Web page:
I called my local feed store to order some soy and alfalfa. I was notified that each had risen from $15 to $30 and that everything is skyrocketing.
What is going on here? Ugh!!!!!!!!!!!!!!!!!!!
Petroleum products to produce fertilizer, petroleum products to produce plastic, petroleum products to run the farm equipment, diesel fuel to run the trucks that deliver the products, increased demand throughout the world, bottlenecked supply, no new petroleum refineries in the US for what, 30 years....
And diesel just went over $4 per gallon. Couple that with farmers planting fields with corn for ethanol and you have a second part of the puzzle.
Stinks. My grocery bill is rising fast, too.
Wow. That's a big jump. I wonder if that is directed at customers using them as lawn fertilizer instead of animal feed and they're trying to discourage them to buy them for fertilizer?
I think it is just the petroleum companies looking to make a better profit for their next quarter. I think I heard one company only posted a $125 billion dollar profit on the last quarter. Gee, that's not enough money to do ANYTHING! I'd need more than that too. NOT........! Therefore, when gas prices go up, the next in line has to pass on the cost of it, to cover their cost, and the next guy has to pay and he passes it on and on and on..........
It's a shame when even organic gardening is becoming too expensive. What's next?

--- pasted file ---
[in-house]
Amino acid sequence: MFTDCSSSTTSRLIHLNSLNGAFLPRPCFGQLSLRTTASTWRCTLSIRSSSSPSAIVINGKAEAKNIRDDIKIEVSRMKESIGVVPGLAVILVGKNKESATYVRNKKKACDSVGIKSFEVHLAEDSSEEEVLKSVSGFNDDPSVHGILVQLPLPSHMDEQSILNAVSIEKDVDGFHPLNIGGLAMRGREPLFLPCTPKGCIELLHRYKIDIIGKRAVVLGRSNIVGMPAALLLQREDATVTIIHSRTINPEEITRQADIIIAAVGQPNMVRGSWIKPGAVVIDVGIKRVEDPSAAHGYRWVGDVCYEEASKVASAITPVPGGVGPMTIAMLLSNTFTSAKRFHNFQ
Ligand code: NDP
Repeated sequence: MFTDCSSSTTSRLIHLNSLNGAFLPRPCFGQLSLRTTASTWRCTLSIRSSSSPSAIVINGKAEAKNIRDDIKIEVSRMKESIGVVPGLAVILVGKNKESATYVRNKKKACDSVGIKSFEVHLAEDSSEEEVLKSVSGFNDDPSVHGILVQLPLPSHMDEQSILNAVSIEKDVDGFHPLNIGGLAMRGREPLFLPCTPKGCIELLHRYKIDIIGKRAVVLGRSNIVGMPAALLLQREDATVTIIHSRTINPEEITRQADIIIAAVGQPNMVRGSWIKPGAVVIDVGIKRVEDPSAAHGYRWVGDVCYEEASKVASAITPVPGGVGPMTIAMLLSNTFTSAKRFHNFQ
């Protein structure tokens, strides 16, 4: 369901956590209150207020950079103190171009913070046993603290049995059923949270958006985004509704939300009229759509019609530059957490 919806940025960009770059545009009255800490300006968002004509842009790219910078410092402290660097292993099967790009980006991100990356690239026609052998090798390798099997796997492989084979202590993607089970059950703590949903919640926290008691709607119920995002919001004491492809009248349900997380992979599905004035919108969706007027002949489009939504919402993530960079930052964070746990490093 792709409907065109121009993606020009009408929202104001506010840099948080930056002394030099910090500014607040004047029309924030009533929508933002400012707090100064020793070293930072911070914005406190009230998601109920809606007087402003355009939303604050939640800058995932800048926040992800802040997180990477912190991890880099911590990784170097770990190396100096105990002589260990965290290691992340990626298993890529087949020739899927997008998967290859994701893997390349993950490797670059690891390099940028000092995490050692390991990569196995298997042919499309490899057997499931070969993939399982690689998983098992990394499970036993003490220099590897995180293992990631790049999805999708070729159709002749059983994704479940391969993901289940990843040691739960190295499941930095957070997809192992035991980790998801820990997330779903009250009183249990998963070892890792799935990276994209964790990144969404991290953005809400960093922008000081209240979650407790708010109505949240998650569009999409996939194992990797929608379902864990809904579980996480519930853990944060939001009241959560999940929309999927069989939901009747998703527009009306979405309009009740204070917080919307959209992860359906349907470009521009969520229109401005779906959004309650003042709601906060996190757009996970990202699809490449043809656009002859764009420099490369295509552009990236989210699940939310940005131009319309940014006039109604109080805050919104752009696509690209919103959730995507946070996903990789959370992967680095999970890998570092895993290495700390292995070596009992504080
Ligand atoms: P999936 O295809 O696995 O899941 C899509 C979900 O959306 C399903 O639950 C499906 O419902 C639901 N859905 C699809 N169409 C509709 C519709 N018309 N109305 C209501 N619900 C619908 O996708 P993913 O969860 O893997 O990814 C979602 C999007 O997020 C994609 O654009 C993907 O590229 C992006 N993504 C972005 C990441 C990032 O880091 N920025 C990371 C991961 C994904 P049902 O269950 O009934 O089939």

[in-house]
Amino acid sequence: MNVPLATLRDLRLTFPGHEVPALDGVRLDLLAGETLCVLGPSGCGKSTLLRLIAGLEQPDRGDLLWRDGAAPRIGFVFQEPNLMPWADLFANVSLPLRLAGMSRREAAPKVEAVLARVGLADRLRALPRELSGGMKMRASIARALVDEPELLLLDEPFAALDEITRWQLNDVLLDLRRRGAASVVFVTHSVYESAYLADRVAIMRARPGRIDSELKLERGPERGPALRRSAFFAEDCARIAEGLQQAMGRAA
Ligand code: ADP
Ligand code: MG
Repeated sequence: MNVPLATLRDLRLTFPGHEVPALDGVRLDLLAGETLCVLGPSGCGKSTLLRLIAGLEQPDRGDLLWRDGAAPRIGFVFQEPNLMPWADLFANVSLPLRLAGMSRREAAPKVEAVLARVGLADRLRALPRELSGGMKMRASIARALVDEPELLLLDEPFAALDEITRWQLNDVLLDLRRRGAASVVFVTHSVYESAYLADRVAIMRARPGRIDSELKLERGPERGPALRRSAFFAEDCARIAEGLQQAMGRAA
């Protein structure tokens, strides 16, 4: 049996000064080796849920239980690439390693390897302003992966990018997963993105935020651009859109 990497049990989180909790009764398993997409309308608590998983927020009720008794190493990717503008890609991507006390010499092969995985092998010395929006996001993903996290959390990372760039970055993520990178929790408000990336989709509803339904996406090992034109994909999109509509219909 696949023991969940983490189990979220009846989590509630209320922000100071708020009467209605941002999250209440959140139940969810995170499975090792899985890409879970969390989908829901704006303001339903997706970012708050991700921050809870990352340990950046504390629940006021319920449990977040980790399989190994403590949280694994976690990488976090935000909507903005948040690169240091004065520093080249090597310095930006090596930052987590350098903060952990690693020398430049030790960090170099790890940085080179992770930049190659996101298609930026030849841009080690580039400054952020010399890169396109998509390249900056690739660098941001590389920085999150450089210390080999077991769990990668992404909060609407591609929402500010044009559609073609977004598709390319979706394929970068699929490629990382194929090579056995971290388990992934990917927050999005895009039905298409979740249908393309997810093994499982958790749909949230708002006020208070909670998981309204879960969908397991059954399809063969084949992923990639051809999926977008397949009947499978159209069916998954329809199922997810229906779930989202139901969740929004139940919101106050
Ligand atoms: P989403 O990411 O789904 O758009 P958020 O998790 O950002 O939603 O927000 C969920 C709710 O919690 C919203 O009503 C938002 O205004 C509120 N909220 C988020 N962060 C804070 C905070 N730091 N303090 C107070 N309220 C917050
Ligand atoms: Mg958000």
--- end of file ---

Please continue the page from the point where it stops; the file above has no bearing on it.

organic gardening too expensive??
true organic gardening(lawn care) doesn't cost anything beyond time and effort!
Welcome back woodycrest! Please post new pictures!!
I think it is just the petroleum companies looking to make a better profit for their next quarter.
I work in the energy business and would like to say that the oil companies do not set the price of oil or gasoline. Oil and gasoline are commodities traded on commodity exchanges around the world? Other commodities include gold, silver, cattle, orange juice, rice, corn, wheat, soy beans, soy bean meal, soy bean oil, milk, sugar, and many (MANY) more. The worldwide price for these commodities does not vary much from country to country. Prices are set by investors, not producers, distributors, owners, etc. When the feedlot price of beef rises to $1.50 per pound, say due to an expected worldwide shortage, the farmer with beef makes "windfall" profits that year. The same thing happens in the oil industry. But during the years when beef sells for $0.75 per pound, the farmer sucks wind. And the same thing happens in the oil industry.
The really good news is that the high price of energy has suddenly made it very cost effective to invest in alternative forms of energy. That is what spurred the increased interest in corn and other grains for making ethanol. But interestingly, the sudden high price of corn has made it cost effective to invest in alternative sources of ethanol. Hopefully we can shift to common weeds instead of costly corn for ethanol. I'll bet the grass growing in the medians in Texas could supply all the ethanol needed.
Here is a link that might be useful: CNN commodity prices